The family of Belfast teenager Noah Donohoe have paid moving tribute to the 14-year-old, while thanking all those who supported them during his disappearance.
Noah went missing while out cycling in the north of the city a week ago.
Amid fears he had sustained a head injury in a fall, extensive searches were carried out.
However, the community was devastated when news broke on Saturday that a body believed to be Noah’s had been found.
Police confirmed that while a formal identification had not been completed, they believed the body to be Noah’s and were offering ongoing support to his family.
Now, the teenager’s family have said they will soon share details of his funeral.
“We need to express our heartfelt gratitude for the support, outpouring of love, and empathy we have received,” a statement said.
“Noah’s mummy always told him that he would change the world,” the statement continued.
“He was very special. It is very hard to do justice or honour the extraordinary relationship Noah and his mummy shared.
“In his 14 years, his mummy got so much from their special bond, he taught his mummy so much. They were each other’s world.”
It added: “Noah loved his school and his friends at school, and we know that they will be grieving too and they need to say goodbye too.
“Eventually, we will come back to people individually to express our overwhelming gratitude.
“From Fiona and the entire family circle, we wish to say thank you to each and every one of you from the bottom of our hearts.
“The details of Noah’s funeral are to follow and we will share those when they are arranged.”
It comes after Noah’s school, St Malachy’s College, also paid tribute to a young man remembered as a talented musician and “natural leader”.
Principal Paul McBride said in a statement posted on the school’s website: “The whole college family mourns the tragic loss of our young Malachian, Noah Donohoe.”
Flowers have been laid at the gates to remember the teenager.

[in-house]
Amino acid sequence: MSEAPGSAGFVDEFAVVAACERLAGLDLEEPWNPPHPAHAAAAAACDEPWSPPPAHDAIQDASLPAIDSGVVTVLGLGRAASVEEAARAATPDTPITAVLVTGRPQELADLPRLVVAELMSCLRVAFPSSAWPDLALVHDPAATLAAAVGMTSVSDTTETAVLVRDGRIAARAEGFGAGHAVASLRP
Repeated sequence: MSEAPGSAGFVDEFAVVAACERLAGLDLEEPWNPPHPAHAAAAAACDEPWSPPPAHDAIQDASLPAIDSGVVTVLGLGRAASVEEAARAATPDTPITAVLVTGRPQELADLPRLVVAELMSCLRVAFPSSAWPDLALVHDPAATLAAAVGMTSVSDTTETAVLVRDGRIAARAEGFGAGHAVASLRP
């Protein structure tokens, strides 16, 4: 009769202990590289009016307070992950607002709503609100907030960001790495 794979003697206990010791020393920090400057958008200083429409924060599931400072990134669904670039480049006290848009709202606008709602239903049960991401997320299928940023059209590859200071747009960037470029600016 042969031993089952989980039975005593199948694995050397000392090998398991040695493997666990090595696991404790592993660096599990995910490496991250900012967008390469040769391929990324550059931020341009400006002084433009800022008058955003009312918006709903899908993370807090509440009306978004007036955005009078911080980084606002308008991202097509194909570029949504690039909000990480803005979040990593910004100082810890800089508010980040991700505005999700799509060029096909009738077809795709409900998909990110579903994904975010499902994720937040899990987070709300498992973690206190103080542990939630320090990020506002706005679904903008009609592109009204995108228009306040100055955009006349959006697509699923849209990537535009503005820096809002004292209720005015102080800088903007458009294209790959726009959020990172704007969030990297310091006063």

“Noah embraced fully all aspects of school life,” Mr McBride said.
“He was an active and prominent member of the Music Department, and as a talented young cellist, Noah was able to enhance the lives of his fellow performers and also many an audience.
“He was a natural leader who led by example. His caring nature, calm demeanour and big smile were some of his great gifts that helped others do their best.”
The principal added: “He was also a keen basketball and rugby player both in and out of school.
“He has been described as the perfect gentleman who was also able to show a genuine competitive spirit on the court.
“One of his teachers and coach said that Noah had a heart of a lion being able to express himself on the pitch, shouting, laughing and having fun with his friends, whilst in class he was normally measured and modest.”
Police have urged people to refrain from posting speculation about what happened to Noah on social media.
PSNI Superintendent Muir Clark said: “This type of commentary and rumour is distressing for Noah’s family and is extremely unhelpful.
“An investigation into the circumstances of Noah’s disappearance is still continuing, but there is no evidence to suggest foul play.
“If people post distasteful and patently untrue rumours on social media, we will investigate that.”